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Re: When Firefox will end Flash support

On 7/27/2017 10:57 AM, WaltS48 wrote:
As reported in another post.

Adobe announced today that it plans to retire Adobe Flash in December 2020 when it will stop updating and distributing Flash.

Mozilla announced it's road map for the end of Flash on the same day.

In order to preserve user security, once Flash is no longer supported by Adobe security patches, no version of Firefox will load the plugin.

and <https://developer.mozilla.org/en-US/docs/Plugins/Roadmap>

So, Mozilla intends to go back through ALL previous versions of Fx and remove Flash ability? That is not only nuts but can that even be done? (Of course, the remark comes from the leader of the faction in Mozilla that won control some time ago and has proceeded to almost totally destroy the browser).

Then Smedberg says "As part of improving Firefox performance and security this year, Firefox users will choose which sites may run the Flash plugin. This choice will give users the ability to keep using legacy sites that require Flash, while letting modern sites shine with blazingly fast HTML speed." That too is a lie. HTML5 playback is a joke. It is slow and ugly compared to Flash. I do not allow HTML5 playback in any browser. Hopefully, by the end of 2020 it will be on par with current Flash playback but until it is, I will use Flash only. There is nothing wrong with Fx performance but then I use Fx 45.9 ESR.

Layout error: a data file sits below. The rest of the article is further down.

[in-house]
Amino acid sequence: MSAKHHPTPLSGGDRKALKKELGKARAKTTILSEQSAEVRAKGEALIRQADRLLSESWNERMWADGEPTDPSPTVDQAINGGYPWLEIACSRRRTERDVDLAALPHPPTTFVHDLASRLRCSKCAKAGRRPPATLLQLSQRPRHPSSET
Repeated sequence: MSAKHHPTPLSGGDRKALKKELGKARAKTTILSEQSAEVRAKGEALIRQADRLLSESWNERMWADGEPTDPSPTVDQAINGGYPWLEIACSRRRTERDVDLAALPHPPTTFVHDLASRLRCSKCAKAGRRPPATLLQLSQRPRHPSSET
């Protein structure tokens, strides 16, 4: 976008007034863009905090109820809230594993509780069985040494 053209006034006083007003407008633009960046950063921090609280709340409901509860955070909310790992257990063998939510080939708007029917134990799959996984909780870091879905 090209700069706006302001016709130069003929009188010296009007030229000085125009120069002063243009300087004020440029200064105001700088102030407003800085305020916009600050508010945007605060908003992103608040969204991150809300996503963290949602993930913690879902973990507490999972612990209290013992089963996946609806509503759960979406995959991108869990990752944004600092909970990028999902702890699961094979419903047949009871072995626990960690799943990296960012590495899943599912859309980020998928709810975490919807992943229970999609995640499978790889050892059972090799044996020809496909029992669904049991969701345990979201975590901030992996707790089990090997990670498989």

As for suddenly allowing Fx users to choose which sites can run Flash, that remark makes zero sense. I have ALWAYS been able to choose which sites and which pages on which sites and which links on which sites are allowed to run Flash. I have used Fx since Phoenix days and I cannot recall any version where I couldn't fully control Flash on a site. He is full of hot air in claiming the ability to control Flash on websites is something new to Fx later this year. He seems to think extensions don't exist and that "ask always" does not exist and that no extensions to get rid of ads exist. The real problems exist with HTML5 playback as that is much more difficult for the user to have full control over. If Mozilla wants to do something useful they need to offer more controls for it.
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